"Put yourself in place of the newly elected clerk," said Palmer. "He reads the laws, he wants to do what's right and what's statutorily his job."
"Statutorily, that's not the entirety of the law," replied Devinney. "The supreme court is as much law as statutes. That really is the difference in having a lawyer look at it and a non-lawyer look at it."
Devinney said he could understand how Engels came to the conclusion the payroll and accounts payable duties were his from looking at the statutes.
"The supreme court case we have supplements and clarifies the statutes that we have," continued Devinney. "I understand how he would see that. However, that's not the only clarification you have."
Palmer mentioned an attorney general's opinion she had read.
"If changes are made, there needs to be some conditions to consolidate," she said. "There's nothing to base any inaccuracies or anything wrong. There isn't any reason except it's been done before that way."
"An attorney general's opinion is merely an opinion," replied Devinney. "It is not binding. It is not precedent. It is not binding such as a supreme court opinion."
"I think you also have to look at the intent of the original law and job descriptions and why they were put in place," continued Palmer.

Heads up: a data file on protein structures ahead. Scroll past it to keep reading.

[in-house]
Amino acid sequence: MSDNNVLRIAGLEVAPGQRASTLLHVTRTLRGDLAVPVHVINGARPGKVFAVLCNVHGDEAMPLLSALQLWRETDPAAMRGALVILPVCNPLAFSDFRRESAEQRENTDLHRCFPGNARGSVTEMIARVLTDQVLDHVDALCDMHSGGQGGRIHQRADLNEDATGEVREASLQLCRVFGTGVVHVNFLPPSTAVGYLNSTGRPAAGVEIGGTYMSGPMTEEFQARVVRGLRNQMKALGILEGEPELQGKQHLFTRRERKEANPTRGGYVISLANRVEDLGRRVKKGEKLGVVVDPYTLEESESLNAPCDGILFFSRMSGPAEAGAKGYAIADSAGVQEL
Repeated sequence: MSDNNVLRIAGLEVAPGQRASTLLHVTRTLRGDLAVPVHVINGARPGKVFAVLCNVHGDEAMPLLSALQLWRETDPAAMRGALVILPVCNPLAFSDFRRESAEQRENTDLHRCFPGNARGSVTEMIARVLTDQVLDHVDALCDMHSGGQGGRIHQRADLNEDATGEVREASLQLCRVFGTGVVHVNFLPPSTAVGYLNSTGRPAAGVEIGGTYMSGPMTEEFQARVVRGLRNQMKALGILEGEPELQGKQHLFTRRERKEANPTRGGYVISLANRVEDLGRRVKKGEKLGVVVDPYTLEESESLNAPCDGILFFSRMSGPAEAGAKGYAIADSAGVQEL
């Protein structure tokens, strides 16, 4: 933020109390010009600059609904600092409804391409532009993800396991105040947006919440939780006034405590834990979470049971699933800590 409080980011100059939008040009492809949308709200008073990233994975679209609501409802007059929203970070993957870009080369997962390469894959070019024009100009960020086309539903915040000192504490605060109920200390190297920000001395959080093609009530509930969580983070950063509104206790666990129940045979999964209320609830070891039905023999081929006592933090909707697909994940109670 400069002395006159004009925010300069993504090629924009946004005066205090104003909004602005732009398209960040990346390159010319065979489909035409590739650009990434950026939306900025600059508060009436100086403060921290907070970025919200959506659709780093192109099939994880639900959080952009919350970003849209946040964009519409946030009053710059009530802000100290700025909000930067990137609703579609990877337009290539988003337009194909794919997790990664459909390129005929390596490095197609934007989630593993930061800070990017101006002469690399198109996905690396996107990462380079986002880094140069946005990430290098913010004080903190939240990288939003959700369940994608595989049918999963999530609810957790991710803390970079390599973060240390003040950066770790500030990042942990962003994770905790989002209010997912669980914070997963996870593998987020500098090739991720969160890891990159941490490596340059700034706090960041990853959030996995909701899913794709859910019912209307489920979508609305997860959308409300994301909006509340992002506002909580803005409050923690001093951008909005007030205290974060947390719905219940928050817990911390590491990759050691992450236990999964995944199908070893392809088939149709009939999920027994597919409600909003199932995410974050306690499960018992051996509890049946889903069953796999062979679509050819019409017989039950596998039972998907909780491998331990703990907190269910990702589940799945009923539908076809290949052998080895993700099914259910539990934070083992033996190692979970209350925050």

"The supreme court opinion that we're looking at doesn't review what makes a clerk a clerk," said Devinney. "It merely looks at that one individual issue. All of that falls under home rule. What it boils down to is this board has a choice."
Palmer also expressed concern about the timing of the resolution and its preparation.
"Where did you get that authority?" Palmer asked Johnson of presenting the resolution.
"I took initiative," replied Johnson, "like I do with a lot of issues."
"I told him to be prepared," said Woydziak. "All we were doing was being prepared."
"In my view, not passing the resolution would represent the change," said Masterson. "Do we or do we not need administration? In 1997 it was decided we needed administration and made that department."
He added if the administration wasn't going to be utilized, maybe there should be a conversation about its necessity.
"I think we have to decide that," continued Masterson. "I'm in favor of the resolution as amended by Commissioner Myers at this point."
At this point in the discussion, Butler County resident John Provorse addressed the commissioners.